The aim of this study was to investigate IFM for secondary follicles that have been cryopreserved either as individual follicles (Cryo-In), or within an ovary (Cryo-Ov). Non-cryopreserved follicles served as a control, and follicles were cultured within alginate hydrogels for 12 days. Alginate hydrogels are widely used in tissue engineering. Recently we used alginate to create a three-dimensional matrix that maintained follicular cell-cell and cell-matrix connection, and yielded mature oocytes. It is possible that the gap junctions that connect granulosa cells and the oocyte, and among the granulosa cells could be temporarily disrupted by the slow-freezing method. Maintaining both gap junctions between both cells types is critical for proper follicle development and absolutely necessary for oocyte maturation. Given the importance of these connections, the abundance of two major gap junction transcripts, Gja 4 and Gja1, were characterized between cryopreserved and fresh follicle during the in vitro development.
The growth and development of cryopreserved mouse follicles were also characterized by the follicle diameter, steroid production, and antrum formation. Oocyte quality was characterized by the ability to resume meiosis and extrude a polar body in preparation for fertilization. These studies thus identified the survival and potential for growth for early secondary follicles, which could ultimately be applied for fertility preservation in women and girls facing a cancer diagnosis.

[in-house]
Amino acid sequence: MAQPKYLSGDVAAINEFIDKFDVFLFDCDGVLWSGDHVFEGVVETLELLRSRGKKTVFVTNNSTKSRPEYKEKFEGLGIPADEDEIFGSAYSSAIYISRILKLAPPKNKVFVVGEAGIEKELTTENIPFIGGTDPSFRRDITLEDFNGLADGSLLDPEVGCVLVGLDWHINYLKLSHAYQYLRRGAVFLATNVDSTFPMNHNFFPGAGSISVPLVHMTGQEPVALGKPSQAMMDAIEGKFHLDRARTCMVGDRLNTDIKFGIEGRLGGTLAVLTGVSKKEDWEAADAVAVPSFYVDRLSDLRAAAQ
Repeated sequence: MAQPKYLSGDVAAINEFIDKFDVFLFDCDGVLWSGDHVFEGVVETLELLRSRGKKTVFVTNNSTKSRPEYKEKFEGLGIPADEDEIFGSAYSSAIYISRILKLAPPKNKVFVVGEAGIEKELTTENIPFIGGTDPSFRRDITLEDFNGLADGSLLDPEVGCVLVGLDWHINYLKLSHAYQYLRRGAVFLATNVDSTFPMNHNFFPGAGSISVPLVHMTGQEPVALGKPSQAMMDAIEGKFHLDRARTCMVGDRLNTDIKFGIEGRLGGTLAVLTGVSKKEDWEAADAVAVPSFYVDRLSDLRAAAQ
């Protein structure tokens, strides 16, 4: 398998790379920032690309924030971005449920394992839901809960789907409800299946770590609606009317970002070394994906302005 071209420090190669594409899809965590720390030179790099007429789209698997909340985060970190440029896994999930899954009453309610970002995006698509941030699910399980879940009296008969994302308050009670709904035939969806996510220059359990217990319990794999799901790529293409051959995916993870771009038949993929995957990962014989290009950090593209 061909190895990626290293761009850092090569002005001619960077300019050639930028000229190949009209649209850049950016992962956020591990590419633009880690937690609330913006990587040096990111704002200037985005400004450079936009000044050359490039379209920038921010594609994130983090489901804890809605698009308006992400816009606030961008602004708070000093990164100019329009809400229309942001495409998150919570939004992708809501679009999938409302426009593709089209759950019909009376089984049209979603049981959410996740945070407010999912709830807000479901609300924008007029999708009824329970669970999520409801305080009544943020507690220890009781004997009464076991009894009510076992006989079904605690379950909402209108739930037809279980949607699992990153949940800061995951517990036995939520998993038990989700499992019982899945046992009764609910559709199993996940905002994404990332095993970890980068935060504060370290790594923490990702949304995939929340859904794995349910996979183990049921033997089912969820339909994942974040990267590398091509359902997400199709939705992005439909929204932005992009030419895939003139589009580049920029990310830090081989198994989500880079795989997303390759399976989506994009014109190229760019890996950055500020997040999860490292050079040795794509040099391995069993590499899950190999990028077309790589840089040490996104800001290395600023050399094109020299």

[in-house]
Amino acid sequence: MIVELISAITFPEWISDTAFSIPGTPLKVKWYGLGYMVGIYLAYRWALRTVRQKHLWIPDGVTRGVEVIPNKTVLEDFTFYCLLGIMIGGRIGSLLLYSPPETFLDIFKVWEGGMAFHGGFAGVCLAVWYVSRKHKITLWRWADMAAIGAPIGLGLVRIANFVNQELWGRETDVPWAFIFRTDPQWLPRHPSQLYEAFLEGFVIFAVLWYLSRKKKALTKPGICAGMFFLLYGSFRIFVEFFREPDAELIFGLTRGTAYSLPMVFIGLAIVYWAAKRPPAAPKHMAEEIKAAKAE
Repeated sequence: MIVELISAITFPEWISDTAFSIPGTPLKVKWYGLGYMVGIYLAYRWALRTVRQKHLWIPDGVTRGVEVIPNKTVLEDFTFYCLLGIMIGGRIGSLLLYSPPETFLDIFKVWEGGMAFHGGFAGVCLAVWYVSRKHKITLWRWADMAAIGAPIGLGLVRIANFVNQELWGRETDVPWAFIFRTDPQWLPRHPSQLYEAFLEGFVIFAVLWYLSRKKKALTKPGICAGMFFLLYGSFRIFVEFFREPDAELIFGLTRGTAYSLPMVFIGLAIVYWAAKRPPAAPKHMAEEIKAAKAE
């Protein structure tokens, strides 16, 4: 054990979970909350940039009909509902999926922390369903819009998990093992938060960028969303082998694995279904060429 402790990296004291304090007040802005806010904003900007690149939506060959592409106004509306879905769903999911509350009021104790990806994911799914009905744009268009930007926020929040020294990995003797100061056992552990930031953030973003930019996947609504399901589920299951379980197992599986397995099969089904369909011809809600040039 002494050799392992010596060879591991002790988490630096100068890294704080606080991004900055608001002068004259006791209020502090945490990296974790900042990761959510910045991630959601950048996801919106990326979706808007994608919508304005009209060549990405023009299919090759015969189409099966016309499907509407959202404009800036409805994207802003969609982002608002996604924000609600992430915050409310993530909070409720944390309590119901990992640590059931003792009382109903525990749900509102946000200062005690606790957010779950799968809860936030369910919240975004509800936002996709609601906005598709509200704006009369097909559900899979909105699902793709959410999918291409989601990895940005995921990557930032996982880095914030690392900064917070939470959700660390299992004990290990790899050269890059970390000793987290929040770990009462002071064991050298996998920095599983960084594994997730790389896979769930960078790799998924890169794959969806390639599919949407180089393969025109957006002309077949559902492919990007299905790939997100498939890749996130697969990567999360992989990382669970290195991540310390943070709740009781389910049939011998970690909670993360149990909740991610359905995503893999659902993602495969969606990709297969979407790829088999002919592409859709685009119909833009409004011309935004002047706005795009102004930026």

Ovaries were removed from prepubertal, 12-day-old female F1 hybrids (C57BL/6j × CBA/Ca), which has been used for fertility studies by several groups (Liu et al. 2001) (Cortvrindt et al. 1996a). Animals were housed in a temperature- and light-controlled environment (12h light:12h dark) and provided with food and water ad libitum. Animals were fed Teklad Global irradiated 2919 chow, which does not contain soybean or alfalfa meal and therefore contains minimal phytoestrogens. Animals were treated in accordance with the NIH Guide for the Care and Use of Laboratory Animals and the established IACUC protocol at Northwestern University.